Two Egyptian movie legends, Omar Sharif and Adel Imam, are starring in a new movie that addresses sectarian tensions. In "Hassan and Morcos," Adel Imam plays a Christian and Omar Sherif a Muslim who struggle against the extremists within each of their religious communities. As incidents of sectarian violence occur at a seemingly weekly rate, this is a promising and relevant topic--although I fear the film tows the government's tired "national unity" line, ignoring real grievances and power imbalances. The trailer does show some pretty dramatic and realistic depictions of sectarian riots.  Of course, the film has been deemed "controversial." Imam, a Muslim, has been criticized for playing a Christian onscreen. The Al Ahram Hebdo reports that a few geniuses have started a Facebook group entitled "Call to Muslims: Boycott the Christian Adel Imam."   
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Iran-Egypt culture wars

The naming of a Tehran street after Egyptian President Anwar Sadat's assassin, Khaled Eslamboli, has long been a source of diplomatic tension and the object of repeated negotiations. Now comes news of a documentary, by the Committee for Commemoration of Martyrs of the Global Islamic Movement (the Iranians always have the best committee names), celebrating Eslamboli. It's called "The Execution of a Pharaoh." This has not gone down well in Cairo. One Egyptian columnist has suggested erecting a statue of the Shah in a Cairo square. There's an article on this is this week's Al Ahram Weekly, but I can't find a link. 
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Links July 7th to July 8th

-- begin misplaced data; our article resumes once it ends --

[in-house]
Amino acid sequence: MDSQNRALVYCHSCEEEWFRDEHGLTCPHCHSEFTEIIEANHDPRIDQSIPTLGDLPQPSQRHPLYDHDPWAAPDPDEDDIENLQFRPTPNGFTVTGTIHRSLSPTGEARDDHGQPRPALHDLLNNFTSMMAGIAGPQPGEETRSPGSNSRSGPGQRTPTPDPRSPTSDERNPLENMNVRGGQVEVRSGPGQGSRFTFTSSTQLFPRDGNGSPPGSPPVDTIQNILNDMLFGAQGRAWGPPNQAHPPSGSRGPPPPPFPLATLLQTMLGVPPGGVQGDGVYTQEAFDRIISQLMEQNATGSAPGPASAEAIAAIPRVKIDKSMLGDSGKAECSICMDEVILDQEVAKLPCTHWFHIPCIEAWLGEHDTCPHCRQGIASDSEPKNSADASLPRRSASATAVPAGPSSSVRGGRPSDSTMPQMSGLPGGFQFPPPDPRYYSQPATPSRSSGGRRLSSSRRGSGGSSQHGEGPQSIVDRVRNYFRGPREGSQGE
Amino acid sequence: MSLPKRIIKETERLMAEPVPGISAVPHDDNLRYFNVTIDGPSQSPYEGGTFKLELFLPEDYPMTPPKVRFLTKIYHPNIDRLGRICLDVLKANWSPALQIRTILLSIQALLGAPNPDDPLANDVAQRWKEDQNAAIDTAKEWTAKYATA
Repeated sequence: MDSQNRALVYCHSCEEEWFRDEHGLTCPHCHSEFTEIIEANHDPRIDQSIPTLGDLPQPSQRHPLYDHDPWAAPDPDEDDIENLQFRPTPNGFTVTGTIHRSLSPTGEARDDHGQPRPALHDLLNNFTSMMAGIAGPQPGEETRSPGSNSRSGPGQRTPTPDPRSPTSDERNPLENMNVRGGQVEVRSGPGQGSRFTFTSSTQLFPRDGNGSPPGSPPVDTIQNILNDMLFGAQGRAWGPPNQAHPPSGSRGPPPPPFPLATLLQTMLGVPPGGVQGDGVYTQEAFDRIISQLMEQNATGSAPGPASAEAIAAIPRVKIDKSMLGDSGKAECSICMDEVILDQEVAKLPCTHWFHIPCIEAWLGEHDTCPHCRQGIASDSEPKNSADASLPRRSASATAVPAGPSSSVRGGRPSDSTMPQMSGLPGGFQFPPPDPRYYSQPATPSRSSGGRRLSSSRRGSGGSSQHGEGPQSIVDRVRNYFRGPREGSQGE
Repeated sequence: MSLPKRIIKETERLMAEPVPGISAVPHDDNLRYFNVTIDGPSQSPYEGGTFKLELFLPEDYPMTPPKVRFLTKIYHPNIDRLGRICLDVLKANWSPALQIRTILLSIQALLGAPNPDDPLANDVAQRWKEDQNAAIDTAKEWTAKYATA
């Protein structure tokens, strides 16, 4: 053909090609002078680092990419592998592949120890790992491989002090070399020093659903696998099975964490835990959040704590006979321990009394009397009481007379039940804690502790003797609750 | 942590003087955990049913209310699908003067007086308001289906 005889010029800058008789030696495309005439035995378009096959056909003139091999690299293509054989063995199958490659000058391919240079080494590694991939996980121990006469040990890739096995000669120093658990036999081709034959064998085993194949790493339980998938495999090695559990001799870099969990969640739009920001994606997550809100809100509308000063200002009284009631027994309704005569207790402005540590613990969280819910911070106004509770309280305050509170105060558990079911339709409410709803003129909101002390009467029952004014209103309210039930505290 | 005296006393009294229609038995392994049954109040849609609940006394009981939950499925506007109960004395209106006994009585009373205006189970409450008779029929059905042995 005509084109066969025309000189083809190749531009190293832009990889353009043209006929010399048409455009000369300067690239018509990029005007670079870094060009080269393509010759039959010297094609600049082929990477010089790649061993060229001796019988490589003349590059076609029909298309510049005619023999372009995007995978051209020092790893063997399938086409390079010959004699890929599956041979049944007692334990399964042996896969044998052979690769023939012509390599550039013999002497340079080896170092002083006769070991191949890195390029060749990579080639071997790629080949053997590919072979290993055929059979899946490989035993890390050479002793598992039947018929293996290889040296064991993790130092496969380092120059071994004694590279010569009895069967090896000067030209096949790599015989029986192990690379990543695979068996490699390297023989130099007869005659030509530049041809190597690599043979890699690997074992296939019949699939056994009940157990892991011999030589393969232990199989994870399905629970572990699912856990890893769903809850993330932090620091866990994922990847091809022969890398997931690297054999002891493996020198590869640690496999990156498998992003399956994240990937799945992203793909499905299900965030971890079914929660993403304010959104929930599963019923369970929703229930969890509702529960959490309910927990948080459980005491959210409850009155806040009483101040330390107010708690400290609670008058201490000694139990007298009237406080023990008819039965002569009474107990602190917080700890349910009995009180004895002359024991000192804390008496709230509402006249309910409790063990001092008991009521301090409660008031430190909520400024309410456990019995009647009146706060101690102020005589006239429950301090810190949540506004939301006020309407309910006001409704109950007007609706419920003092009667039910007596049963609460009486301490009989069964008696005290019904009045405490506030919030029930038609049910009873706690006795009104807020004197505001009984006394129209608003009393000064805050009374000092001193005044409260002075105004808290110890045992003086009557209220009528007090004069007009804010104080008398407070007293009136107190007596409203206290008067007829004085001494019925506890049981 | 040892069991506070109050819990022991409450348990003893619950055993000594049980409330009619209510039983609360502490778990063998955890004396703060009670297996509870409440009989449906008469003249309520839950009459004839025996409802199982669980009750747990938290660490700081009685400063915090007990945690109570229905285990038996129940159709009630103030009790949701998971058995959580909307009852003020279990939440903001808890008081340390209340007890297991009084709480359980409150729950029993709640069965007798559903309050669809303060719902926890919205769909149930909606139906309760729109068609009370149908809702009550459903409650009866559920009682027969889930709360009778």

Links from my del.icio.us account for July 7th through July 8th:

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Market Islam

I was asked a while back to contribute a guest post to Washington Post reporter Jack Fairweather's blog "Islam's Advance" (about "Islam influencing and adapting to the modern world"). I ended up writing on a phenomenon that has interested me for a while, every since I read Patrick Haenni's great book "L'Islam de Marché" ("Market Islam"), which I think unfortunately has never been translated into English: Islamic "branding" and Islamic consumer lifestyles. I also got to use one of my own all-time favourite interview anecdotes: the time a young Islamic TV preacher quoted Brian Adams to be to explain the concept of submission to Allah. The post just skims the surface of what is a complex and interesting subject. (And this should go without saying, but my discussion of the intersection of capitalism and Islam is not meant as a critique of the Muslim faith).
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From the pharmacist's counter

I went to an interesting book signing yesterday at Dar Al Ayn (I think it's a new independent publisher--I hadn't heard of it before). The book was Karima Al Hefnawy's يوميات صيدلانية ("Diaries of a Female Pharmacist"), a collection of anecdotes and recollections from the decades she chose to spend working as a pharmacist in a small Egyptian village. It reminded me of course of Tawfiq Al Hakim's "Diary of a Country Prosecutor" (which has some great stories)--although Al Hakim was miserable being banished as a young prosecutor to the countryside whereas Hefnawy chose to go work there to put her socialist beliefs into practice. The book (I've only read the first few stories in it) also strikes me as a very similar project, in its documentary nature and its insistence on "passing along" the voices of Egyptians who are often ignored, to Khaled Al Khamissi's Taxi. The underlying intuition seems to be that there is no need to invent stories these days--the average day of the average Egyptian has its full share of comedy, pathos and drama.  The book signing took place on the same day as Abdel Waheb Al Messiri's (the leader of the opposition Kifaya movement) funeral. Hefnawy is a founding member of Kifaya, and the room was packed with opposition figures, from judge Hesham Bastawisi to author Alaa Al Aswany to editor and activist Abdel Halim Qandil. State security officers made a brief appearance as well. 
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Links June 23rd to July 4th

Links from my del.icio.us account for June 23rd through July 4th: